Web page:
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How Do I Choose the Best Vitamin C Capsules?

A vitamin C deficiency can cause bleeding gums.
Supplements may not be necessary if your are already getting sufficient Vitamin C, from foods like oranges.
A bottle of vitamin C capsules.
Vitamin C capsules.
Article Details
  • Written By: Alicia Sparks
  • Edited By: Heather Bailey
  • Last Modified Date: 21 June 2014
  • Copyright Protected:
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    Conjecture Corporation
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There are several factors to consider when choosing the best vitamin C capsules. The capsules should provide a vitamin C dosage that’s considered safe by experts, meets your health needs, and won’t negatively affect your current medications or health conditions. Also, it’s just as important to choose supplements that fit your budget as it is to choose supplements manufactured by reputable companies. If you’re experiencing a deficiency, understand that pills are not the only sources of vitamin C. Before you begin shopping for vitamin C capsules, consider the possibility of increasing your vitamin C intake by making dietary changes.

Vitamin C is an important nutritional supplement for treating and preventing a variety of mild and major health conditions. A vitamin C deficiency could weaken your immune system, cause bleeding gums and easily bruised skin, and even lead to anemia due to insufficient red blood cells. Some people experience health problems related to their cardiovascular systems and eye health. If you notice any of these symptoms or conditions, it’s important to begin managing your vitamin C intake as soon as possible. This might mean making changes to your diet or investing in vitamin C capsules.

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Depending on how much vitamin C you’re already getting from your diet, you might not need to take vitamin C capsules. Certain food sources of vitamin C, for example, include citrus fruits and leafy and green vegetables. If your diet already consists of plenty of fruits and vegetables such as oranges, grapefruits, tomatoes, and peas, you might already get enough daily vitamin C. If your diet lacks these foods, or if the foods you eat are prepared in ways that deplete the natural vitamin C, you might consider modifying your eating habits before you choose vitamin C tablets. If you’re unsure of how much vitamin C you’re getting, and whether it would be best to alter your diet or supplement your vitamin intake, consider talking with a nutrition specialist and perhaps your doctor.

If you opt to take vitamin C capsules, you’ll need to consider several factors as you shop around. Cost is an issue for many people, but understand that a more expensive vitamin doesn’t necessarily mean a better quality vitamin. Usually, the good reputation of the manufacturer is more important than the price of the vitamins. Ask a nutritionist or pharmacist to suggest several vitamin manufacturers he trusts. Create a list from those suggestions, and then spend some time researching those manufacturers.

Be sure to choose vitamin C capsules that provide the right dosage. The United States, Europe, and Australia refer to the recommended dosage of a supplement as the Recommended Daily Intake or Recommended Daily Allowance (RDA). Currently, the RDA for vitamin C is 60 milligrams. Some nutrition experts claim dosages as high as 2,000 milligrams are acceptable. If you don’t live in any of those areas, you can find out the RDA or equivalent in your region by checking with its governing body on nutritional supplements.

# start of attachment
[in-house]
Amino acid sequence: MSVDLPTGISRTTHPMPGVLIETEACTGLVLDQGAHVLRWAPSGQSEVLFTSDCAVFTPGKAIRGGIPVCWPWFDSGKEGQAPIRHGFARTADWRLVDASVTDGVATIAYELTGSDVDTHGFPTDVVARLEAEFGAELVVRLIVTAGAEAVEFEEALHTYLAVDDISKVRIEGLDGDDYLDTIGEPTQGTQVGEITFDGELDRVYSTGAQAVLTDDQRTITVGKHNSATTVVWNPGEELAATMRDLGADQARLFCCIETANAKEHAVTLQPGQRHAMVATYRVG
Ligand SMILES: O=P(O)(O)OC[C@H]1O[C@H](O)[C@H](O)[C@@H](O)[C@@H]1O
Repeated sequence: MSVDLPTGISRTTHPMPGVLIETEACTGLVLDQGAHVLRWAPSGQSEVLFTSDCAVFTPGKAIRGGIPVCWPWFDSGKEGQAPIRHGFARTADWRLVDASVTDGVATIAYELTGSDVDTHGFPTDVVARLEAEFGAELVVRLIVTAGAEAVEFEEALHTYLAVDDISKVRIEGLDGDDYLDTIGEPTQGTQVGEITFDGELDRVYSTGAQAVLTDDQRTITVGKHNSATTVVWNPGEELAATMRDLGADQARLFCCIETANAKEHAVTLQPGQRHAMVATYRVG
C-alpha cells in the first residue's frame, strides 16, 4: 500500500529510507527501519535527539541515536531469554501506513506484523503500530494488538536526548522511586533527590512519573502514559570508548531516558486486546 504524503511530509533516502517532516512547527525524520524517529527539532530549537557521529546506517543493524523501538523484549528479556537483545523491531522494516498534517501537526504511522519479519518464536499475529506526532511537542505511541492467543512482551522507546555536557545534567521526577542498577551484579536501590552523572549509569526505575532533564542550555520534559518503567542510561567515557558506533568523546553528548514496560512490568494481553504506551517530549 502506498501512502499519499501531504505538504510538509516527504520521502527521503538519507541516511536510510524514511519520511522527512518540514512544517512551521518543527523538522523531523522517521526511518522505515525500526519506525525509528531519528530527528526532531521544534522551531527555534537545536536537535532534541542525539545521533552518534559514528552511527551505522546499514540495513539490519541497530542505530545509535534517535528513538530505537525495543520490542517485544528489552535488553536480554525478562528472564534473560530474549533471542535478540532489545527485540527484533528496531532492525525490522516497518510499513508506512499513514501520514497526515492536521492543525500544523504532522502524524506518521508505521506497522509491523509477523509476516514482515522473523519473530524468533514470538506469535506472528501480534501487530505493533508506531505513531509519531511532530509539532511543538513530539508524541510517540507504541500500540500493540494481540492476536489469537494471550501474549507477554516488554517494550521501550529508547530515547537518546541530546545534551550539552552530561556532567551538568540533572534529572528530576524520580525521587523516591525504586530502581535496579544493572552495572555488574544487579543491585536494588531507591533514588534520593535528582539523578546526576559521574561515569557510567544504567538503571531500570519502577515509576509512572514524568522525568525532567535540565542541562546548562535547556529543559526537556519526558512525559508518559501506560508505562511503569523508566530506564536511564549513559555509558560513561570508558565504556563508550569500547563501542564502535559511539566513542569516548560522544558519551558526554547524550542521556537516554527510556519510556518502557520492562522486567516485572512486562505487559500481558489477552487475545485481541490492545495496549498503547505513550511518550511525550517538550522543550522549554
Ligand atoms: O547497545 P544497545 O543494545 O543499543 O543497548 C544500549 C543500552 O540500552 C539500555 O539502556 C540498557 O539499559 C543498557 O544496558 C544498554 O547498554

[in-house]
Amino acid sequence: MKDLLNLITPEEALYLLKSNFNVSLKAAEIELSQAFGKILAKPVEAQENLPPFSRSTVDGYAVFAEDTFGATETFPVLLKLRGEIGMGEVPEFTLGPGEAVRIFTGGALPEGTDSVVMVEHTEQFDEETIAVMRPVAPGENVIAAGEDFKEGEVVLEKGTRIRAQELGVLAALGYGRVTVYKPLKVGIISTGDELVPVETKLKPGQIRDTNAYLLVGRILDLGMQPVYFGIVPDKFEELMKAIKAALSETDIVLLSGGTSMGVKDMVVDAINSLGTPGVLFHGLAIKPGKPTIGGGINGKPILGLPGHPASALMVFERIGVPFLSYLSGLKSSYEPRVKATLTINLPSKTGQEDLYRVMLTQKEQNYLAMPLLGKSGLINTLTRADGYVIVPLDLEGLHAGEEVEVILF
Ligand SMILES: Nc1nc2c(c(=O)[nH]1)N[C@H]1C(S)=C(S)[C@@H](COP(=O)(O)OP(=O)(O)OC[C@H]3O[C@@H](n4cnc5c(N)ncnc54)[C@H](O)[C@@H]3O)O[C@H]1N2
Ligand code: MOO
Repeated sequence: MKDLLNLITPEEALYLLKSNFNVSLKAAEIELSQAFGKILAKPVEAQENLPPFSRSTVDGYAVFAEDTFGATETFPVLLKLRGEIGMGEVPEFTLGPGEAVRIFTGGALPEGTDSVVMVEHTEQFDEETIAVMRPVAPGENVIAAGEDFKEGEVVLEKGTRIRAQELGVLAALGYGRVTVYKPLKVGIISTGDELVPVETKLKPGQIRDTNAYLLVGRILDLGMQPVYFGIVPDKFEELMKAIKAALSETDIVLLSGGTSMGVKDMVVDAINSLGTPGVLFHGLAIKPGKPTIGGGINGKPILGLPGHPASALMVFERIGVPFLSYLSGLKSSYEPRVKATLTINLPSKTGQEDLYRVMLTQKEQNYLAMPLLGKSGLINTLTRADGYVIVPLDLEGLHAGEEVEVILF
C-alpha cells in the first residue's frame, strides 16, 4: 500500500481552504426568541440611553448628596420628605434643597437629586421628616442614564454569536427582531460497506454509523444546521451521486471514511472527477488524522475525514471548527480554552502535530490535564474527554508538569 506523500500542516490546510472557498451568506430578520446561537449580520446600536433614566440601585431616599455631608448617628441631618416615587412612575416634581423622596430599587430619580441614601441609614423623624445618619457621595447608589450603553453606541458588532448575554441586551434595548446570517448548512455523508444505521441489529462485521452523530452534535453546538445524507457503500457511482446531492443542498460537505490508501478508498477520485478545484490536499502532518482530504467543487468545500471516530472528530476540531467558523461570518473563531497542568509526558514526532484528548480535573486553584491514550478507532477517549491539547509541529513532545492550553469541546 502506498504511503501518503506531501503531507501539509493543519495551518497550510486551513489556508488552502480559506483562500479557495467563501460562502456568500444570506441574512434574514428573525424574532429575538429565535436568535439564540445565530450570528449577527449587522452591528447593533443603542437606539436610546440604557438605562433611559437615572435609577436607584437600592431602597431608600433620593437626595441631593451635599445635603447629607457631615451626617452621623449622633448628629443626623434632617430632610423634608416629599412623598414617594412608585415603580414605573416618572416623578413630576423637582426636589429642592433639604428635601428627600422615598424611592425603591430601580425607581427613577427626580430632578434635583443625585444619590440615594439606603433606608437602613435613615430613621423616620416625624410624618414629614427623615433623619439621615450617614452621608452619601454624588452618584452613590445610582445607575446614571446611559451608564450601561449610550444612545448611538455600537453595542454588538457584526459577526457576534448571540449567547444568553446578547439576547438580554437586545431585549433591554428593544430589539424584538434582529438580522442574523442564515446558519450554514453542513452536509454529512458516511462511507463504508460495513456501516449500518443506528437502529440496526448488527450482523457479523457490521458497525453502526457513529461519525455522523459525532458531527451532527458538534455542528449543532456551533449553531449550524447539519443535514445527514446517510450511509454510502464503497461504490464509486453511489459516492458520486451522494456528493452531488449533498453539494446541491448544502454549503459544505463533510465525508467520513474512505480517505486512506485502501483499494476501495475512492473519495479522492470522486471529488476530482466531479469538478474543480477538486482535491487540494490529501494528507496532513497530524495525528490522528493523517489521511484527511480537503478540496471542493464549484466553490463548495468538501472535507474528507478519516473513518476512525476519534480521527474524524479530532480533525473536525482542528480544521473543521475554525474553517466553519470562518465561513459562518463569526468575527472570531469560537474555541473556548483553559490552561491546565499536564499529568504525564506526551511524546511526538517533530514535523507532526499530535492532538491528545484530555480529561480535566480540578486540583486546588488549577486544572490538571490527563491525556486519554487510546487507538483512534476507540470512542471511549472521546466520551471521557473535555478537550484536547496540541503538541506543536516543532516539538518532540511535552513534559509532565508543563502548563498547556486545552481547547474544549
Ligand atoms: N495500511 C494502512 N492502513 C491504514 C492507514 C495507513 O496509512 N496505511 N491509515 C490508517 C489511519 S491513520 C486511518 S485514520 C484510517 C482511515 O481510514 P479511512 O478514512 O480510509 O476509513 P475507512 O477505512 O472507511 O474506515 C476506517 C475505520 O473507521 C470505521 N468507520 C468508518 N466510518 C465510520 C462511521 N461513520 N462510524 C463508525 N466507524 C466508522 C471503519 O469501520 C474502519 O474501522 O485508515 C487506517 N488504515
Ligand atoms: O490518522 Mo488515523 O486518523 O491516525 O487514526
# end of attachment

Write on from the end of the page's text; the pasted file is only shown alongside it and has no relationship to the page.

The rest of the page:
The RDA might make it seem as if the recommended amount of vitamin C is the right amount for every person, but this isn’t true. For example, the vitamin C capsules you choose must fit basic factors such as your age, gender, height, and weight, as well as your current health needs and goals. You must make sure the dosage won’t worsen any diseases or illnesses you have, or negatively interact with any prescription or over-the-counter medications you take. Usually, you can find this kind of information by reading the warning labels included with the vitamin C capsules and your current medication.

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Discuss this Article

ysmina
Post 3

I'm taking vitamin C capsules too. I take ones with rose hips. I think they work better.

fBoyle
Post 2

@literally45-- I take 500mg time release/slow release vitamin C capsules. I don't have a sensitive stomach so that's not the reason why I take them. I take these because they stay in the system longer and are more effective. Other vitamin C supplements leave the system before being absorbed entirely. Slow release will probably be easier on your stomach too since the dose vitamin C is not absorbed all at once.

You may also want to look into coated vitamin C tablets. I think those are formulated for people with sensitive stomachs.

literally45
Post 1

I need to take a vitamin C supplement. I'm unable to eat most foods with vitamin C because of acid reflux disease. Citrus fruits give me acidity and heartburn. I don't want my immune system to weaken and it's cold and flu season right now.

I found some vitamin C capsules that are time release. I think these might be easier on my stomach. Has anyone tried them?

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